Breaking the Fourth Wall

We live in a three dimensional world. Our perceptions of everyday space are bound by these three dimensions. We crawl, spit, slumber and slog within these three walls which contain our labile and fluid reality like a glass containing water.

Dead PoolNow my life is joke, a joke so funny that one can make an award winning sitcom out of it. My life is so tragically weird that one can make a graphic novel on it. Things have played and un-played themselves in a fashion as to make my life the way it is. And yes, I have realized what’s going on. I realized it when I was talking out loud; shaking my fist in an empty room saying, “Do you think this is funny? Are you folks laughing now?” Those of you who are reading this may call me a basket case, but let me tell you I just became aware of the fourth wall. I became aware of the fact that I am actually inside a comic book and behind this fourth wall (which so few of us can perceive) is another audience entertaining themselves by watching me go about my daily life. The guy who takes out the next edition of my life-issue has ended things in a pretty dramatic fashion in this particular issue. I am expecting a super-size with a free pull-out poster next month.

However, I am not the only one who has become aware of his fictitious (meta-fictitious) existence. The fourth wall was originally a theatrical term used to define the imaginary wall in between the actors on stage and the artist. The stage was a world of its own. I think that bard Shakespeare also became aware of the fourth wall; wasn’t he the one who said, “All the world’s a stage, and men and women are merely the players”, or something like that?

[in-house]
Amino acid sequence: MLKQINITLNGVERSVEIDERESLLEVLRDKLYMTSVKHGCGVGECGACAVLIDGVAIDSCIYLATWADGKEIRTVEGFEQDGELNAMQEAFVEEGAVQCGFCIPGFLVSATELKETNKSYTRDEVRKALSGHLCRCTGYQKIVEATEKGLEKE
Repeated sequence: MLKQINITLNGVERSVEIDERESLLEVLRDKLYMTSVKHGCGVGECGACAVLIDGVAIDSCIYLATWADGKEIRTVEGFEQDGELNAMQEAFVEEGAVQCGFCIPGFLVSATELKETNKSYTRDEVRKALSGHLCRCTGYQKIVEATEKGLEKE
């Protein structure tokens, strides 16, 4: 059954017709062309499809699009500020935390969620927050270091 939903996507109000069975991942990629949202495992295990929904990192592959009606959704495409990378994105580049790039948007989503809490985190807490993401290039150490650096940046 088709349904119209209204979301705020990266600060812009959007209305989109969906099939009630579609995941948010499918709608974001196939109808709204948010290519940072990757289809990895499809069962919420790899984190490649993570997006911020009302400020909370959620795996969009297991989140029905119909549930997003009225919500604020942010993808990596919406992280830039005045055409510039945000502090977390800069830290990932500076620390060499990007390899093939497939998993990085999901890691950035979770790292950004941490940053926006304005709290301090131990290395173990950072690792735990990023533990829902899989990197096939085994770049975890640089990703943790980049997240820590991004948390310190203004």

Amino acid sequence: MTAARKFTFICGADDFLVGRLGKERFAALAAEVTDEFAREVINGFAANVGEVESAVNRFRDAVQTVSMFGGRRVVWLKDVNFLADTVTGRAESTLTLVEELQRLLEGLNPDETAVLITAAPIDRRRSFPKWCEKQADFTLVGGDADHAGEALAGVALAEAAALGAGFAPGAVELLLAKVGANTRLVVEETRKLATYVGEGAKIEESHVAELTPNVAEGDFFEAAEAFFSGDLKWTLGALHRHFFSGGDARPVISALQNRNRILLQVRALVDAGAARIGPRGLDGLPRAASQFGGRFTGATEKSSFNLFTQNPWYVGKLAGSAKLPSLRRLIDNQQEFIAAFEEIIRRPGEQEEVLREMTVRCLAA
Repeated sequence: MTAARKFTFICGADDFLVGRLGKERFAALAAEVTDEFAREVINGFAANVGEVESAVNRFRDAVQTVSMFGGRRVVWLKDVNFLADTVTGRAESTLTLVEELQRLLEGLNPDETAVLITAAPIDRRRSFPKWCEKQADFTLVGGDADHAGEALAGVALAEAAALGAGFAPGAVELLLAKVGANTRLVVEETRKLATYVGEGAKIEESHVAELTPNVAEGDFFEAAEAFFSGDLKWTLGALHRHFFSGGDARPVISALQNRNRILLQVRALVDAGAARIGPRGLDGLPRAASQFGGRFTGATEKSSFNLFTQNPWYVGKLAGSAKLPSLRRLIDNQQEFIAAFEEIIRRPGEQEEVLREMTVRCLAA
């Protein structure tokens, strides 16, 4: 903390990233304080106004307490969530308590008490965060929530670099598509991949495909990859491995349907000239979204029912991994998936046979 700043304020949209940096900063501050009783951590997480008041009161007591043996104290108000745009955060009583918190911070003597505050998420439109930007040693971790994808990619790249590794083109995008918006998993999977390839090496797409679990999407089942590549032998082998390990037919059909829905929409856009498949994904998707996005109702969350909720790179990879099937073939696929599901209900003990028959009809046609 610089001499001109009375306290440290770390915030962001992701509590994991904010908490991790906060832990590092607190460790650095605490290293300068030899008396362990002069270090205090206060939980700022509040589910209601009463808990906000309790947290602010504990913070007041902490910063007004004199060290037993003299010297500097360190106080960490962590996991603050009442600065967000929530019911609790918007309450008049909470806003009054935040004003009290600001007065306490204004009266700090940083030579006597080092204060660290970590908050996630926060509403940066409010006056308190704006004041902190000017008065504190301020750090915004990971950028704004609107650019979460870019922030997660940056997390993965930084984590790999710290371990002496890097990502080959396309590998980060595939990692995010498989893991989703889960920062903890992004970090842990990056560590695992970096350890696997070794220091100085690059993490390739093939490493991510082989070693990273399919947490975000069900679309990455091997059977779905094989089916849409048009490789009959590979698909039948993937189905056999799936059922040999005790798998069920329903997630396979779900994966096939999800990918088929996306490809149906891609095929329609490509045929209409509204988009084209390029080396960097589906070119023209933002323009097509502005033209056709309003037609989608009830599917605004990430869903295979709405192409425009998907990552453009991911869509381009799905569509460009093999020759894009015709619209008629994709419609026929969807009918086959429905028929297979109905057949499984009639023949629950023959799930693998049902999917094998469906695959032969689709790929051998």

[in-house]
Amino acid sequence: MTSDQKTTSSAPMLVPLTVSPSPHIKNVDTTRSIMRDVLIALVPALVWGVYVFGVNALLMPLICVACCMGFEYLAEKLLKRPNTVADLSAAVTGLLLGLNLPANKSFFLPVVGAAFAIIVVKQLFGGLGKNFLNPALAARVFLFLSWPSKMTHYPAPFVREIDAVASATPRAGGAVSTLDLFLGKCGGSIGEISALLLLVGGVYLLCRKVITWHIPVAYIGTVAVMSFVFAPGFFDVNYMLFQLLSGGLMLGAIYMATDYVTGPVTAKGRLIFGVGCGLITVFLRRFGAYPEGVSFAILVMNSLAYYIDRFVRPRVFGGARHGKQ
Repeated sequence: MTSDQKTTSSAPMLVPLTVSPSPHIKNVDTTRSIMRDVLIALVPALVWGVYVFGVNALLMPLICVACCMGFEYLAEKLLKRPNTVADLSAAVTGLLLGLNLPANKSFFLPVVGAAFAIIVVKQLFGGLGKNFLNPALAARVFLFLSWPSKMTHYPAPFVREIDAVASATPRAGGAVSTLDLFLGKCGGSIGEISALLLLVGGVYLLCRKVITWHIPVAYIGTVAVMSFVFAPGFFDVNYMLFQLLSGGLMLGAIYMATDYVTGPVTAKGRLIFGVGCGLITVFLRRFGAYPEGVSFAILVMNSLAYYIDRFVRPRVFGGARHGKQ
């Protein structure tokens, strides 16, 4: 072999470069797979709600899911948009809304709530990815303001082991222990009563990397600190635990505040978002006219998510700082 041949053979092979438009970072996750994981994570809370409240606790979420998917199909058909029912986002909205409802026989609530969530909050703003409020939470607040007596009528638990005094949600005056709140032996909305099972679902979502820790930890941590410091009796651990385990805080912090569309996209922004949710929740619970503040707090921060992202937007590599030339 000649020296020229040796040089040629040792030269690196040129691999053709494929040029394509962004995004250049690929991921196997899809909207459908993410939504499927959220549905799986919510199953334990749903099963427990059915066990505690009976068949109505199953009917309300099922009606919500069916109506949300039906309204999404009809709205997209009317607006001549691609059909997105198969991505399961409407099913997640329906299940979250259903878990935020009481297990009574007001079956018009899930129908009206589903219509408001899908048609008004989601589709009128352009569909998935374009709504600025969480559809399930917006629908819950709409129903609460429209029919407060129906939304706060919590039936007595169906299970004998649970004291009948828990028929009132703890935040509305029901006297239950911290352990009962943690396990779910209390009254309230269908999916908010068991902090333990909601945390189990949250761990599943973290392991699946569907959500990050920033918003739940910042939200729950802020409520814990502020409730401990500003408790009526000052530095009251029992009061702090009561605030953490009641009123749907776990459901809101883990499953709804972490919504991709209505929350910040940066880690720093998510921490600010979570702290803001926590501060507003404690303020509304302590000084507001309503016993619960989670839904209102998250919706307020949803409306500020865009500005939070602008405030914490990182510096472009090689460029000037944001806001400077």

Some of the folks at Marvel and DC know of it too. Deadpool (the ultimate loose-cannon and king of wisecracks) openly acknowledges the fourth wall, leaning on the panel borders and touching his text balloons. He loves the way his dialogues appear in yellow boxes. Deapool has been known to provide his own narration to a particular edition of his comic, just to confuse his enemies listening to their radio. He even thanks his writers for making him visit exotic Greece (Volume 2, Issue 16).

She Hulk

She Hulk is another path breaker (pun intended) when it came to breaking the fourth wall, acknowledging its existence on her solo issue. In Joker’s Asylum, our eponymous lovable rogue turned to the audience to drop lines like, “Don’t try this at home” and “Better not miss this”. Scores of characters, such as DC’s Goth-biker looking Lobo; Cartoon Network’s Ed, Edd n Eddy and characters from Looney Toons cartoons, have acknowledged this wall like I have. Some may say that our lives are just too weird for us to handle and we question if it is real. Others may say that we are nutcases. But if you ever have a weird day and you are found talking to an invisible audience or if you ever react in accordance with you being constantly watched by other-worldly folks chewing on pop-corn, and try to jump off these panels and pour out your version of reality into a martini shaker (doing something excessively crazy, cause let’s face it, we are inside a comic book) then you are breaking this fourth wall Brick by Brick.